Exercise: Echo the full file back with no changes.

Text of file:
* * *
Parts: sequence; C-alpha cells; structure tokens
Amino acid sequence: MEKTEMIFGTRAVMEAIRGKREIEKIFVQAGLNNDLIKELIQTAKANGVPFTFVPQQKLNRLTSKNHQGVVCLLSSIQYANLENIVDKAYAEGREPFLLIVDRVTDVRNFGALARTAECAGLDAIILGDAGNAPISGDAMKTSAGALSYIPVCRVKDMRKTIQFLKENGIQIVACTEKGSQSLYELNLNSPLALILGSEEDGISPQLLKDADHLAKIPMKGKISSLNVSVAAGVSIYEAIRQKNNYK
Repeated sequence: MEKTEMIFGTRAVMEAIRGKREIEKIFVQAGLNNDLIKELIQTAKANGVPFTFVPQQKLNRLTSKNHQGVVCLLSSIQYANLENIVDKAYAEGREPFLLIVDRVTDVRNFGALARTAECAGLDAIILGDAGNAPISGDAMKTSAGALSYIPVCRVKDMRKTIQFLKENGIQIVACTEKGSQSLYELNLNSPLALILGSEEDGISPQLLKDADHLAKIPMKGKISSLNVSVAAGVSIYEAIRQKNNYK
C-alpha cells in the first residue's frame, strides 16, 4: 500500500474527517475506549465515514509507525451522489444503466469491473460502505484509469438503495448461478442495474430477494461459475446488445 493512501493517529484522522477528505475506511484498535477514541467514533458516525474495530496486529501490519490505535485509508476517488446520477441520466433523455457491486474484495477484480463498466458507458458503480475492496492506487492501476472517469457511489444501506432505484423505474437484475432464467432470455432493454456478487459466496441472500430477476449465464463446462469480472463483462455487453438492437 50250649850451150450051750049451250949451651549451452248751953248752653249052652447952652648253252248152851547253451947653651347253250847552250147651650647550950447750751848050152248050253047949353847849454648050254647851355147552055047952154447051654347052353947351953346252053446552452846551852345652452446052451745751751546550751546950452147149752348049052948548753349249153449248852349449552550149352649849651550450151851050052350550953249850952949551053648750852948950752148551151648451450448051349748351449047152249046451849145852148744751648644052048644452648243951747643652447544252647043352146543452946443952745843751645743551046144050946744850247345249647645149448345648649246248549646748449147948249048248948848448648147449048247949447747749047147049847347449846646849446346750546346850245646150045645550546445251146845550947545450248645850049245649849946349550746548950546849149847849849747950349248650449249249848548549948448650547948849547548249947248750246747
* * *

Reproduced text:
Parts: sequence; C-alpha cells; structure tokens
Amino acid sequence: MEKTEMIFGTRAVMEAIRGKREIEKIFVQAGLNNDLIKELIQTAKANGVPFTFVPQQKLNRLTSKNHQGVVCLLSSIQYANLENIVDKAYAEGREPFLLIVDRVTDVRNFGALARTAECAGLDAIILGDAGNAPISGDAMKTSAGALSYIPVCRVKDMRKTIQFLKENGIQIVACTEKGSQSLYELNLNSPLALILGSEEDGISPQLLKDADHLAKIPMKGKISSLNVSVAAGVSIYEAIRQKNNYK
Repeated sequence: MEKTEMIFGTRAVMEAIRGKREIEKIFVQAGLNNDLIKELIQTAKANGVPFTFVPQQKLNRLTSKNHQGVVCLLSSIQYANLENIVDKAYAEGREPFLLIVDRVTDVRNFGALARTAECAGLDAIILGDAGNAPISGDAMKTSAGALSYIPVCRVKDMRKTIQFLKENGIQIVACTEKGSQSLYELNLNSPLALILGSEEDGISPQLLKDADHLAKIPMKGKISSLNVSVAAGVSIYEAIRQKNNYK
C-alpha cells in the first residue's frame, strides 16, 4: 500500500474527517475506549465515514509507525451522489444503466469491473460502505484509469438503495448461478442495474430477494461459475446488445 493512501493517529484522522477528505475506511484498535477514541467514533458516525474495530496486529501490519490505535485509508476517488446520477441520466433523455457491486474484495477484480463498466458507458458503480475492496492506487492501476472517469457511489444501506432505484423505474437484475432464467432470455432493454456478487459466496441472500430477476449465464463446462469480472463483462455487453438492437 50250649850451150450051750049451250949451651549451452248751953248752653249052652447952652648253252248152851547253451947653651347253250847552250147651650647550950447750751848050152248050253047949353847849454648050254647851355147552055047952154447051654347052353947351953346252053446552452846551852345652452446052451745751751546550751546950452147149752348049052948548753349249153449248852349449552550149352649849651550450151851050052350550953249850952949551053648750852948950752148551151648451450448051349748351449047152249046451849145852148744751648644052048644452648243951747643652447544252647043352146543452946443952745843751645743551046144050946744850247345249647645149448345648649246248549646748449147948249048248948848448648147449048247949447747749047147049847347449846646849446346750546346850245646150045645550546445251146845550947545450248645850049245649849946349550746548950546849149847849849747950349248650449249249848548549948448650547948849547548249947248750246747